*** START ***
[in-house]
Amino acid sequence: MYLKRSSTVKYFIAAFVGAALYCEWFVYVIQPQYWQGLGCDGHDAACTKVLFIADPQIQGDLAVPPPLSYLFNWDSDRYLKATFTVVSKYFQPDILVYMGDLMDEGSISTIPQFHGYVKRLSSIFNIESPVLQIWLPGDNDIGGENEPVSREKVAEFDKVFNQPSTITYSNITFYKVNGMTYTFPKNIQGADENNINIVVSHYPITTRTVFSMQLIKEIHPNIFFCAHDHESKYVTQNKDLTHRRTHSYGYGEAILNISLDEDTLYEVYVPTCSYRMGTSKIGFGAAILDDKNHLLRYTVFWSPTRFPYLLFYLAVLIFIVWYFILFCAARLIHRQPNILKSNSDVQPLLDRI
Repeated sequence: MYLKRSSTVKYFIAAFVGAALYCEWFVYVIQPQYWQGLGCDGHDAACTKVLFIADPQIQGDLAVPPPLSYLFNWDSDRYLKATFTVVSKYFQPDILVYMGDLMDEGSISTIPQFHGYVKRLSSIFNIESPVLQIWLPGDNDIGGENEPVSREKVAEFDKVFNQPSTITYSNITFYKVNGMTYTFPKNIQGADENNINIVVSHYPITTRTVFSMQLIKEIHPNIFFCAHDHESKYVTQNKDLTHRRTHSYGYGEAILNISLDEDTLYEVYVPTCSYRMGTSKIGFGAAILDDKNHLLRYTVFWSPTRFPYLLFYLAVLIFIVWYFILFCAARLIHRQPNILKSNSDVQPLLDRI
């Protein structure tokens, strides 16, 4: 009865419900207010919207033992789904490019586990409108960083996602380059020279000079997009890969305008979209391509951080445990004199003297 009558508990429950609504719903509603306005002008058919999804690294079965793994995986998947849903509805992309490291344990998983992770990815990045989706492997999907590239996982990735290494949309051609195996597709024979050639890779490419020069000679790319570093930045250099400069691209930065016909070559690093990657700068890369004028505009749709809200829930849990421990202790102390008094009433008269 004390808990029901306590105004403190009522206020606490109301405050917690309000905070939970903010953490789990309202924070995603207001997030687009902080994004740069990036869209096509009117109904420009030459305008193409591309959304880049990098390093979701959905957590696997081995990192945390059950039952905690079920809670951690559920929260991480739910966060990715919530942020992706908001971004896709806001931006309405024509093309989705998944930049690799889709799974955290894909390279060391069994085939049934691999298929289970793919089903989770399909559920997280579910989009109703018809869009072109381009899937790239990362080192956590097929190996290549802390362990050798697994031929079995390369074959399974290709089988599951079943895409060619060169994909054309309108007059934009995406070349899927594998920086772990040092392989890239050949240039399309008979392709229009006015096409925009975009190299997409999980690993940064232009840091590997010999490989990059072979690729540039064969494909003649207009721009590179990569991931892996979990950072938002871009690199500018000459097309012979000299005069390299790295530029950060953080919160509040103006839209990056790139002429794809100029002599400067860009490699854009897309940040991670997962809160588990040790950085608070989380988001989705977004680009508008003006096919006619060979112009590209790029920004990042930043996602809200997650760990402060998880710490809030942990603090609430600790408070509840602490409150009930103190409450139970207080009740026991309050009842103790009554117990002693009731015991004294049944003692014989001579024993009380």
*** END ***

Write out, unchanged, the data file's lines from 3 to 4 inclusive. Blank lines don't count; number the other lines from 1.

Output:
Repeated sequence: MYLKRSSTVKYFIAAFVGAALYCEWFVYVIQPQYWQGLGCDGHDAACTKVLFIADPQIQGDLAVPPPLSYLFNWDSDRYLKATFTVVSKYFQPDILVYMGDLMDEGSISTIPQFHGYVKRLSSIFNIESPVLQIWLPGDNDIGGENEPVSREKVAEFDKVFNQPSTITYSNITFYKVNGMTYTFPKNIQGADENNINIVVSHYPITTRTVFSMQLIKEIHPNIFFCAHDHESKYVTQNKDLTHRRTHSYGYGEAILNISLDEDTLYEVYVPTCSYRMGTSKIGFGAAILDDKNHLLRYTVFWSPTRFPYLLFYLAVLIFIVWYFILFCAARLIHRQPNILKSNSDVQPLLDRI
């Protein structure tokens, strides 16, 4: 009865419900207010919207033992789904490019586990409108960083996602380059020279000079997009890969305008979209391509951080445990004199003297 009558508990429950609504719903509603306005002008058919999804690294079965793994995986998947849903509805992309490291344990998983992770990815990045989706492997999907590239996982990735290494949309051609195996597709024979050639890779490419020069000679790319570093930045250099400069691209930065016909070559690093990657700068890369004028505009749709809200829930849990421990202790102390008094009433008269 004390808990029901306590105004403190009522206020606490109301405050917690309000905070939970903010953490789990309202924070995603207001997030687009902080994004740069990036869209096509009117109904420009030459305008193409591309959304880049990098390093979701959905957590696997081995990192945390059950039952905690079920809670951690559920929260991480739910966060990715919530942020992706908001971004896709806001931006309405024509093309989705998944930049690799889709799974955290894909390279060391069994085939049934691999298929289970793919089903989770399909559920997280579910989009109703018809869009072109381009899937790239990362080192956590097929190996290549802390362990050798697994031929079995390369074959399974290709089988599951079943895409060619060169994909054309309108007059934009995406070349899927594998920086772990040092392989890239050949240039399309008979392709229009006015096409925009975009190299997409999980690993940064232009840091590997010999490989990059072979690729540039064969494909003649207009721009590179990569991931892996979990950072938002871009690199500018000459097309012979000299005069390299790295530029950060953080919160509040103006839209990056790139002429794809100029002599400067860009490699854009897309940040991670997962809160588990040790950085608070989380988001989705977004680009508008003006096919006619060979112009590209790029920004990042930043996602809200997650760990402060998880710490809030942990603090609430600790408070509840602490409150009930103190409450139970207080009740026991309050009842103790009554117990002693009731015991004294049944003692014989001579024993009380």